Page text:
Boresighting a Rifle

How to Boresight a Rifle

Boresighting a Rifle – Remove the bolt and lay your rifle on a steady platform. Position the rifle so that you can see the target through when looking through the barrel of the rifle.

On a snowy day last winter I mounted a Leupold scout scope to a new Ruger Gunsite Scout bolt-action rifle chambered in .308.

In this Survival Topic I will show you how the boresighting of the rifle and scope was done. It’s quick, easy, and requires no expensive tools or special setup.

Often I choose to go scopeless on rifles but by utilizing quick release scope rings I have the option to easily switch back to iron sights at a moments notice. My experience has been that I can then re-mount the scope with a minimum of re-adjustment necessary.

Rifle Bore Verses Rifle Scope Point of Aim

A problem you will likely face upon mounting a fresh scope on a rifle is that the cross hairs of the scope will not register very near to where the bore of the rifle is aiming. If you were to look through the scope, place the cross hairs on a target, and fire off a round, it may miss your aiming point by a large measure – and often miss the target entirely.

Boresighting your rifle before firing a shot is the easy solution. Boresighting will get your rounds on the target. Then at the range you fine tune your rifle to hit dead-on.

Steps to Boresight a Rifle

Here is how boresighting a rifle can be done:

Boresighting Scope

Freshly Mounted ScopeWith the bore of the rifle sighted directly on the target, the cross hairs of the scope will likely be off target until you adjust them.

  1. Securely mount the scope onto the rifle.
  2. Remove the bolt from the rifle.
  3. Place the rifle on a stable platform at about chest or eye level so that you can comfortably peer down the barrel of the rifle.When at home I like to use the firewood pile in the backyard as a platform because the sticks of wood – perhaps with the aid of a jacket or empty nylon pack – are readily adjusted to hold the rifle in whatever position is required. You can use a table top, log, bench rest, or whatever else is handy and available.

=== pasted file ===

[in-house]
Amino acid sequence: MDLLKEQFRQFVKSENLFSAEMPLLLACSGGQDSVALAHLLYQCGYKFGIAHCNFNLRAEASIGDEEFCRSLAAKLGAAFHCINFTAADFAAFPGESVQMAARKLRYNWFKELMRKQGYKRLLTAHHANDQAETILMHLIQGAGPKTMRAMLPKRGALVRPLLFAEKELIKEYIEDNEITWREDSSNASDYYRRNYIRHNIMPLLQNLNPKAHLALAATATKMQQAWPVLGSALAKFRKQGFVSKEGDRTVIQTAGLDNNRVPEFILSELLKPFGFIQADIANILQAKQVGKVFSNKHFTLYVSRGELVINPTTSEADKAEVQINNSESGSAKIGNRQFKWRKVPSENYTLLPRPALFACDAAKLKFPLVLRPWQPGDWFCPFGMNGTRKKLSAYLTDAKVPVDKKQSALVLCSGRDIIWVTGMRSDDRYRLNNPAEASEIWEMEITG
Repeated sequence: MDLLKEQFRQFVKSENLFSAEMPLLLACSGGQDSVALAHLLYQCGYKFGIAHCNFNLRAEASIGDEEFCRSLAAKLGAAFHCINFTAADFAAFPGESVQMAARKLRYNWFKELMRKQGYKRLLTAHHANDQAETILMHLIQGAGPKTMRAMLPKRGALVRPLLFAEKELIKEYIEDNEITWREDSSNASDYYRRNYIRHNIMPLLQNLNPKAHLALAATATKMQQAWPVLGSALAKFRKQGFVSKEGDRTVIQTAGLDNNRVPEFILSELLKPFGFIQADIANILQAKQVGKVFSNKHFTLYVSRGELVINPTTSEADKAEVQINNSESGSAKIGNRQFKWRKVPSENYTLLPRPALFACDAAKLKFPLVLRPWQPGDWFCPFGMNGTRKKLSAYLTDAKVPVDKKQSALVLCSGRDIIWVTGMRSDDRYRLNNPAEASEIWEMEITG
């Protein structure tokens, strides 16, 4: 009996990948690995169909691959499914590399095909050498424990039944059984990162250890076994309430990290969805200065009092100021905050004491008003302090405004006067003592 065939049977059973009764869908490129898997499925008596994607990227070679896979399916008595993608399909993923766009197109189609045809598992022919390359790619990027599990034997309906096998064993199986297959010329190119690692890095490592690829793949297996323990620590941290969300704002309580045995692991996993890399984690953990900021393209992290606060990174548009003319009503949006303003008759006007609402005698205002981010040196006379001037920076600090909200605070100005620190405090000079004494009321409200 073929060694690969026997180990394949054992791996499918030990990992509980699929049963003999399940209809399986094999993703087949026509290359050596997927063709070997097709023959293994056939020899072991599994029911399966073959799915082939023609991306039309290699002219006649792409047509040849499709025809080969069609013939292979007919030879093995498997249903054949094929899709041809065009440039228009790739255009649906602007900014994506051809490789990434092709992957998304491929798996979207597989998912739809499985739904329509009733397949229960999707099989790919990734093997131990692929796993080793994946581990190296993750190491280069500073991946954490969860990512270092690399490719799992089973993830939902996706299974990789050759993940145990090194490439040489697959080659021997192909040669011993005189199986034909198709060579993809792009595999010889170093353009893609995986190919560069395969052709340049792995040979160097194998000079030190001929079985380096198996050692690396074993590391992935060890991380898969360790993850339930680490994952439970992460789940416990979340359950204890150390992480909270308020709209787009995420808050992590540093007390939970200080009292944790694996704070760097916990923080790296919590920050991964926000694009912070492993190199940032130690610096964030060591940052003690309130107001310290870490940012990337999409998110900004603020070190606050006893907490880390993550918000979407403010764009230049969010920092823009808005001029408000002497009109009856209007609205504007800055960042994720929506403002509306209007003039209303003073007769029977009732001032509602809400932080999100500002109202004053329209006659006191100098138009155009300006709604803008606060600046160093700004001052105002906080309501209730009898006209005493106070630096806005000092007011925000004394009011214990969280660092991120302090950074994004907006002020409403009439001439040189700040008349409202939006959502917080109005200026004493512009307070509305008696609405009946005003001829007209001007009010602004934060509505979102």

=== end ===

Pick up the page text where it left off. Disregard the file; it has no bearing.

4. Locate an easily recognizable object that you can see when looking through the rifle barrel while it is resting on the platform.  The object can be the edge of a roof, a spot on a tree, a marker you set up or what have you. In the pictures you can see that I used an orange ribbon tied to a stake about 50 yards distant.
  5. while looking through the barrel of the rifle, center the object in your field of view by moving the rifle to the left or right, and up or down. Secure the rifle in that position. This straight line of sight between rifle barrel and target is what you want to mimic with with scope.
  6. Now look through your rifle scope. Chances are the scopes cross hairs will not be aligned onto the target. In my case the cross hairs were pointing high and to the left, as shown in the photograph.
  7. Remove the turret caps from the rifle scope and adjust windage (left – right), and elevation (up – down) so that the scopes cross hairs are on target. Replace the turret caps and, of course, the bolt.
boresighting a rifle

Adjust the Riflescope Cross Hairs – Adjust both windage and elevation so that the cross hairs line up on the target. You can do this while looking through the scope.

That’s it. Your the rifle is now bore sighted. This means that when you aim at a target using the cross hairs of the scope, the bullet should impact somewhere near what you were aiming at.

You can then use this point of impact to make the final adjustments the rifle scope needs to fire true to target.

getting closer to target

Getting Closer to Target – Recheck the settings by taking another look through the rifle bore and the scope cross hairs. Re-adjust as necessary.